Richard Rothstein

Richard Rothstein is a Research Associate of the Economic Policy Institute, a Senior Fellow of the Chief Justice Earl Warren Institute on Law and Social Policy at the University of California (Berkeley) School of Law, a Contributing Editor of The American Prospect, and an occasional contributor. His previous work on racial segregation and public education is posted here, and his most recent Prospect print story, "The Making of Ferguson," can be read here. Readers may correspond with him about his writing at riroth@epi.org.

Recent Articles

The Supreme Court's Challenge to Housing Segregation

For decades, the Fair Housing Act's potential was squandered. A recent Court decision may finally change that. 

AP Photo/Patrick Semansky
AP Photo/Patrick Semansky) In this April 8, 2013 picture, a boy shoots a basketball into a makeshift basket made from a milk crate and attached to a vacant row house in Baltimore. I n June, the Supreme Court issued several decisions with big policy implications. Its rejection of a challenge to Obamacare and its endorsement of the right to same-sex marriage have received the attention they were due. A third decision, confirming that the Fair Housing Act prohibits not only policies that intend to perpetuate racial discrimination and segregation, but those that have the effect of doing so, was equally momentous. Yet because the ruling concerned an obscure (to the public) and technical phrase (“disparate impact”), it has been more difficult to understand. To comprehend its significance, a review of its background is in order. Roots of the Fair Housing Act In over 100 cities during the summer of 1967 African Americans rioted, in rebellion against segregated and inadequate ghetto conditions...

How Government Policies Cemented the Racism that Reigns in Baltimore

A century of federal, state, and local policies have quarantined Charm City’s black population in isolated slums.

(AP Photo/Patrick Semansky)
(AP Photo/Patrick Semansky) A boy runs from a public housing development toward the intersection where Freddie Gray was arrested, Friday, April 24, 2015, in Baltimore. Gray died from spinal injuries about a week after he was arrested and transported in a police van. But the unrest that followed is as much a comment on 100 years government housing policies that continue to the present day as it is about unjust policing. This article originally appeared on the website of the Economic Policy Institute , under the title, " From Ferguson to Baltimore: The Fruits of Government-Sponsored Segregation ". I n Baltimore in 1910, a black graduate of Yale Law School purchased a home in a previously all-white neighborhood. The Baltimore city government reacted by adopting a residential segregation ordinance , restricting African Americans to designated blocks. Explaining the policy, Baltimore’s mayor proclaimed: “Blacks should be quarantined in isolated slums in order to reduce the incidence of...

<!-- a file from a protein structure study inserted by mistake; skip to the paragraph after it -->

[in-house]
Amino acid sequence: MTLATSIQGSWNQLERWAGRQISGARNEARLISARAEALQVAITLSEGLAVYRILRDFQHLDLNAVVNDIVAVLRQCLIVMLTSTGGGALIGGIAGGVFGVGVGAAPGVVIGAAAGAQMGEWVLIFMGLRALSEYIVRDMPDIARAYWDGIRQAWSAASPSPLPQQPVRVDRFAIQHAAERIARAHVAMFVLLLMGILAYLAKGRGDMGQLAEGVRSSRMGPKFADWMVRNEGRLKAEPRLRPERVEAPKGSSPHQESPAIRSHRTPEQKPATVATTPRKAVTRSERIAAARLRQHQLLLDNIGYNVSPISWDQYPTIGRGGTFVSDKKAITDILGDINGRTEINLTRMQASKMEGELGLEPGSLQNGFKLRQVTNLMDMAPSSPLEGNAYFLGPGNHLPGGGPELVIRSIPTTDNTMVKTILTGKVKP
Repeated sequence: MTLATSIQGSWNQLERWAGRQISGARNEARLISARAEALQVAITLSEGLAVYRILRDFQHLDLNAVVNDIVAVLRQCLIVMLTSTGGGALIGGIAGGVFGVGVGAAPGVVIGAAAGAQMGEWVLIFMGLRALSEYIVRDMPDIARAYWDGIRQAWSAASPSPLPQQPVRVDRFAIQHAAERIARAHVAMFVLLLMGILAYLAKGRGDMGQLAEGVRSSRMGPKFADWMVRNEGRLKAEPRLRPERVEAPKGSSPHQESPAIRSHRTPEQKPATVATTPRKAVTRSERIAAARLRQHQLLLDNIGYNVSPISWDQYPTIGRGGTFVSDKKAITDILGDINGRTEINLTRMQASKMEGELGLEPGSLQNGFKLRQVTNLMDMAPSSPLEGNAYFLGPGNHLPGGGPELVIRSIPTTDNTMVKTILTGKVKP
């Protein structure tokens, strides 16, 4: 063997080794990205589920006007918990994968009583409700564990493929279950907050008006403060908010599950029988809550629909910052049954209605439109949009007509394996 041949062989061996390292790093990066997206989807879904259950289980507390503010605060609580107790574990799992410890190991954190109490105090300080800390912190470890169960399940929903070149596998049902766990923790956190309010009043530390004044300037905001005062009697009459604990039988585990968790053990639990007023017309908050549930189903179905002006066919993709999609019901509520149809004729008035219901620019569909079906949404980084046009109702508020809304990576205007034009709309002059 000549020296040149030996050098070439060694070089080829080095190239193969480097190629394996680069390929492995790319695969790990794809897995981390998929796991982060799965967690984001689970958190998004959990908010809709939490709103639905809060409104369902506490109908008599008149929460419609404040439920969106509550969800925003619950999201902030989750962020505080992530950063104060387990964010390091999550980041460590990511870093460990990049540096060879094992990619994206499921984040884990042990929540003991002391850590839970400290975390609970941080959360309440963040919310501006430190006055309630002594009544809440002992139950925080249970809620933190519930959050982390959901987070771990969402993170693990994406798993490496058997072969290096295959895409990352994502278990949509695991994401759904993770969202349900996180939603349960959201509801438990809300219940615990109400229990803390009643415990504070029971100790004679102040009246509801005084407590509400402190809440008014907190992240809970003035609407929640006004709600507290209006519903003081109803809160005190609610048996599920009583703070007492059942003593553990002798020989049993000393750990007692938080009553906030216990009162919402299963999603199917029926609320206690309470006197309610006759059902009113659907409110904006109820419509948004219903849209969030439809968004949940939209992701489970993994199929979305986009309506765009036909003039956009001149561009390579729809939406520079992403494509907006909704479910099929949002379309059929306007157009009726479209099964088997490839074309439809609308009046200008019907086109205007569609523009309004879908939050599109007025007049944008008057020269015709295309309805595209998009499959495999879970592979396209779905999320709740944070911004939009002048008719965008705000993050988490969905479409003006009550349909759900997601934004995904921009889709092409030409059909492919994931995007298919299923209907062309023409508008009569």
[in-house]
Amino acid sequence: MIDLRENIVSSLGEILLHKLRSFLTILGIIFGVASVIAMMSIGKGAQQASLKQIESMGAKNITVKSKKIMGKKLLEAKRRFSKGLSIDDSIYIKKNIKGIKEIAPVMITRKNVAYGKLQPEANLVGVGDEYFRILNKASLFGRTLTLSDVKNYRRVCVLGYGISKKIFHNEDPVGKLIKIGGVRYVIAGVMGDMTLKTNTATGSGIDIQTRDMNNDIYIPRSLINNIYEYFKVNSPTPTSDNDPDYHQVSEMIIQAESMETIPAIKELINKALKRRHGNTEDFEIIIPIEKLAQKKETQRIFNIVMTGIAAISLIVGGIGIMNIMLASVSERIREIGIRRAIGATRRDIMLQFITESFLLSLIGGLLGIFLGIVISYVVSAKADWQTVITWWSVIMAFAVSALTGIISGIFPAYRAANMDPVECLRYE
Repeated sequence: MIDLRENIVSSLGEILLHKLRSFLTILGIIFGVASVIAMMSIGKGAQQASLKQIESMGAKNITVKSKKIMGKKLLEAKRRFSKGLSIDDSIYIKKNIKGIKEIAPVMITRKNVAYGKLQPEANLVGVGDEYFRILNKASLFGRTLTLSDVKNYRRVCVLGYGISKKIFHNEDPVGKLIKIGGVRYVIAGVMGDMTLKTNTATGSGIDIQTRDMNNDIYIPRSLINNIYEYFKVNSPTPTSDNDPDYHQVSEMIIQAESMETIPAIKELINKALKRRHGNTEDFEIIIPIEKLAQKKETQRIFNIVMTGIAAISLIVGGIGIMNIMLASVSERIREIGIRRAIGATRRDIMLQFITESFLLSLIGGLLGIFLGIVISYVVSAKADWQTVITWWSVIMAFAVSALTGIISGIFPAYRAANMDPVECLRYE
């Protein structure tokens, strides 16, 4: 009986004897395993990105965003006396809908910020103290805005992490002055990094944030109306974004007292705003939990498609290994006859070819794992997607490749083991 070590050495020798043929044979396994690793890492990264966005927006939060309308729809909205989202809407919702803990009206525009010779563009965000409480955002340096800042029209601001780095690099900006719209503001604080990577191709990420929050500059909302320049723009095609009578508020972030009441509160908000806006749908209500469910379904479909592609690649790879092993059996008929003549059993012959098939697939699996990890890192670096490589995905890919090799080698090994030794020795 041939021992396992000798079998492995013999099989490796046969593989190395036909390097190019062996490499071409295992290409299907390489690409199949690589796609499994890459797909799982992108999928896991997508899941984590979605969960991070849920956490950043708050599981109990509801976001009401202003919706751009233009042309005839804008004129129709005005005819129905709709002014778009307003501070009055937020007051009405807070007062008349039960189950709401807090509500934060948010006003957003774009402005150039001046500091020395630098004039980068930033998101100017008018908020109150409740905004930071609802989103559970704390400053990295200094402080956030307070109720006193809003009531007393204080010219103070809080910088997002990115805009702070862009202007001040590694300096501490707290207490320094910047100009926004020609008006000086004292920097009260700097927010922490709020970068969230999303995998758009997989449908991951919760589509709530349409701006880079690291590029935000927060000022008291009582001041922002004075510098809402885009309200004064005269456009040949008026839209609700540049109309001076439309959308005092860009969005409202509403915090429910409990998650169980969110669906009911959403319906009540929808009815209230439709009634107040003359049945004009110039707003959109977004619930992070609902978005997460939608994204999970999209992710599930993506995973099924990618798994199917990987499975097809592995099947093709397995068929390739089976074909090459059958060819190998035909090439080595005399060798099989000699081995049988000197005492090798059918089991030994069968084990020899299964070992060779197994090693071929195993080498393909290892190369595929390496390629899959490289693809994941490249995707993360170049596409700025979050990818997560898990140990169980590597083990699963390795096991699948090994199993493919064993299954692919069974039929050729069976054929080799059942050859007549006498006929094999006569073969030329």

Affirmative Action, Race or Class: An Exchange

Should universities shift their recruitment focus away from race and onto poor neighborhoods?

AP Photo/Susan Walsh
T o the Editor: I wish to respond to Richard Rothstein’s critical review of my book, Place, Not Race , in your magazine. While I appreciate that he concludes that the book is “worth reading” and that my proposals are possibly even a “wise” response to the political and legal assault on affirmative action, I believe he mischaracterizes my argument in ways that would be misleading to anyone who doesn’t bother to read the book. Rothstein insists throughout the review that I focus exclusively on low-income African-Americans while ignoring middle class ones. That is not true. As I argue in the book, only about 30 percent of black children live in middle class neighborhoods and not all of these children are poor. As Rothstein himself points out, proximity to poverty is a common, lived experience for African American families of varying incomes. If universities were to follow my proposal of giving special consideration to any high achiever that lives in a neighborhood or goes to a school...

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